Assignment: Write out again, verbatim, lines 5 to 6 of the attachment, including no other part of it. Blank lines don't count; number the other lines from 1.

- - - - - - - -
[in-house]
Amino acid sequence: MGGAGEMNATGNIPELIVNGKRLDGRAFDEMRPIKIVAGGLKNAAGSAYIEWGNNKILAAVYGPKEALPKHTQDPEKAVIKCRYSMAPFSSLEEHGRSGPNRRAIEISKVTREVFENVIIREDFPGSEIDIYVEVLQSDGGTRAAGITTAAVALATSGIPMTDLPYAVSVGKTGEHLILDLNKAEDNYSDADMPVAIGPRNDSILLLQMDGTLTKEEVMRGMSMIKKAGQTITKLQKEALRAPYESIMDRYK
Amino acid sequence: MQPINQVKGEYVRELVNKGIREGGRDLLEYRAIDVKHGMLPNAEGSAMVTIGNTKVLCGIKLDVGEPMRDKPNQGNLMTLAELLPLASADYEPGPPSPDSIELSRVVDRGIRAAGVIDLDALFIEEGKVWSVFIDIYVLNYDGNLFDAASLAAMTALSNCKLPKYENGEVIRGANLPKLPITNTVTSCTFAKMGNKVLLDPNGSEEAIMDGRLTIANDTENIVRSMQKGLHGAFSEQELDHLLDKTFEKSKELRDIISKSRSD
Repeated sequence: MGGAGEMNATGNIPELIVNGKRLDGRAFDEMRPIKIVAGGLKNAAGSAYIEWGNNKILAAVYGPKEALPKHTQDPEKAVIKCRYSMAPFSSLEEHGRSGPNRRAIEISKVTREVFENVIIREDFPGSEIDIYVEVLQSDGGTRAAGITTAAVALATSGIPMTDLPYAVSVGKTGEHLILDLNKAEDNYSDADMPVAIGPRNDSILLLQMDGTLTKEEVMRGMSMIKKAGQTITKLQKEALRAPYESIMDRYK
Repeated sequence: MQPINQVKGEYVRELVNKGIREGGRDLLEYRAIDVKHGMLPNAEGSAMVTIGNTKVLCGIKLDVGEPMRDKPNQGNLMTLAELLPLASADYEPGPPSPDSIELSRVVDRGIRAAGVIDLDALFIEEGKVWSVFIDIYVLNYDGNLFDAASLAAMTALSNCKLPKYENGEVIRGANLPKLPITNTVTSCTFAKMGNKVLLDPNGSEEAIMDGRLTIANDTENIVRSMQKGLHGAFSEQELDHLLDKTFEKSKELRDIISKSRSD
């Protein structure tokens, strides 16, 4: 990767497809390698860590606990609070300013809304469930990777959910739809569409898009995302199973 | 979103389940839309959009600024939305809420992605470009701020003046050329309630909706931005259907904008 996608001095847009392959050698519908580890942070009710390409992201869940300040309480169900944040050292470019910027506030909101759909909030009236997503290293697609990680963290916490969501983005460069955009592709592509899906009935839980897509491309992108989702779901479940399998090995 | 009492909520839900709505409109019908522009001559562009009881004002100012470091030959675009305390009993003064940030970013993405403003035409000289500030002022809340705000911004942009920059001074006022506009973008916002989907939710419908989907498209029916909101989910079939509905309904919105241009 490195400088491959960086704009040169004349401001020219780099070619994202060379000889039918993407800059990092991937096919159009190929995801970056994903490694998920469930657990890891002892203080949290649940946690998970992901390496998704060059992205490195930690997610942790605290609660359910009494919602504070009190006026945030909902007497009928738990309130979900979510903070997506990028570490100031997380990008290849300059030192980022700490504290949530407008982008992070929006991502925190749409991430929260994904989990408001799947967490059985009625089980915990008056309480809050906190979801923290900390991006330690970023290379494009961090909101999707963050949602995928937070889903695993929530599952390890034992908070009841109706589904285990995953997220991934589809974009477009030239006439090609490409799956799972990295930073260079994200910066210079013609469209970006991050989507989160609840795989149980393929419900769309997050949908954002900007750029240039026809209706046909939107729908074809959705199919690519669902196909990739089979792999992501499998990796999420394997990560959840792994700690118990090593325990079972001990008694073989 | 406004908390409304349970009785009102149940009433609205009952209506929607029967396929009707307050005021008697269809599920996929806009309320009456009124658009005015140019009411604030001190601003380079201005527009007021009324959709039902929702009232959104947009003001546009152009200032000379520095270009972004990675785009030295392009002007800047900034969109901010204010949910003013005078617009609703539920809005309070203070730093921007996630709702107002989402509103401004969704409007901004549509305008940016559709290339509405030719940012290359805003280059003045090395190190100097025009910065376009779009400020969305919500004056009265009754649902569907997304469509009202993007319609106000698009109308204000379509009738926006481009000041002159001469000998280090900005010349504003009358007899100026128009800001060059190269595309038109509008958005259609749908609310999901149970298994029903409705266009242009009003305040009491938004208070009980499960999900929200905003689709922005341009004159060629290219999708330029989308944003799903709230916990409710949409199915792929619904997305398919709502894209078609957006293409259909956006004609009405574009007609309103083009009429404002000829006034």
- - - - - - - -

Repeated sequence: MQPINQVKGEYVRELVNKGIREGGRDLLEYRAIDVKHGMLPNAEGSAMVTIGNTKVLCGIKLDVGEPMRDKPNQGNLMTLAELLPLASADYEPGPPSPDSIELSRVVDRGIRAAGVIDLDALFIEEGKVWSVFIDIYVLNYDGNLFDAASLAAMTALSNCKLPKYENGEVIRGANLPKLPITNTVTSCTFAKMGNKVLLDPNGSEEAIMDGRLTIANDTENIVRSMQKGLHGAFSEQELDHLLDKTFEKSKELRDIISKSRSD
């Protein structure tokens, strides 16, 4: 990767497809390698860590606990609070300013809304469930990777959910739809569409898009995302199973 | 979103389940839309959009600024939305809420992605470009701020003046050329309630909706931005259907904008 996608001095847009392959050698519908580890942070009710390409992201869940300040309480169900944040050292470019910027506030909101759909909030009236997503290293697609990680963290916490969501983005460069955009592709592509899906009935839980897509491309992108989702779901479940399998090995 | 009492909520839900709505409109019908522009001559562009009881004002100012470091030959675009305390009993003064940030970013993405403003035409000289500030002022809340705000911004942009920059001074006022506009973008916002989907939710419908989907498209029916909101989910079939509905309904919105241009 490195400088491959960086704009040169004349401001020219780099070619994202060379000889039918993407800059990092991937096919159009190929995801970056994903490694998920469930657990890891002892203080949290649940946690998970992901390496998704060059992205490195930690997610942790605290609660359910009494919602504070009190006026945030909902007497009928738990309130979900979510903070997506990028570490100031997380990008290849300059030192980022700490504290949530407008982008992070929006991502925190749409991430929260994904989990408001799947967490059985009625089980915990008056309480809050906190979801923290900390991006330690970023290379494009961090909101999707963050949602995928937070889903695993929530599952390890034992908070009841109706589904285990995953997220991934589809974009477009030239006439090609490409799956799972990295930073260079994200910066210079013609469209970006991050989507989160609840795989149980393929419900769309997050949908954002900007750029240039026809209706046909939107729908074809959705199919690519669902196909990739089979792999992501499998990796999420394997990560959840792994700690118990090593325990079972001990008694073989 | 406004908390409304349970009785009102149940009433609205009952209506929607029967396929009707307050005021008697269809599920996929806009309320009456009124658009005015140019009411604030001190601003380079201005527009007021009324959709039902929702009232959104947009003001546009152009200032000379520095270009972004990675785009030295392009002007800047900034969109901010204010949910003013005078617009609703539920809005309070203070730093921007996630709702107002989402509103401004969704409007901004549509305008940016559709290339509405030719940012290359805003280059003045090395190190100097025009910065376009779009400020969305919500004056009265009754649902569907997304469509009202993007319609106000698009109308204000379509009738926006481009000041002159001469000998280090900005010349504003009358007899100026128009800001060059190269595309038109509008958005259609749908609310999901149970298994029903409705266009242009009003305040009491938004208070009980499960999900929200905003689709922005341009004159060629290219999708330029989308944003799903709230916990409710949409199915792929619904997305398919709502894209078609957006293409259909956006004609009405574009007609309103083009009429404002000829006034």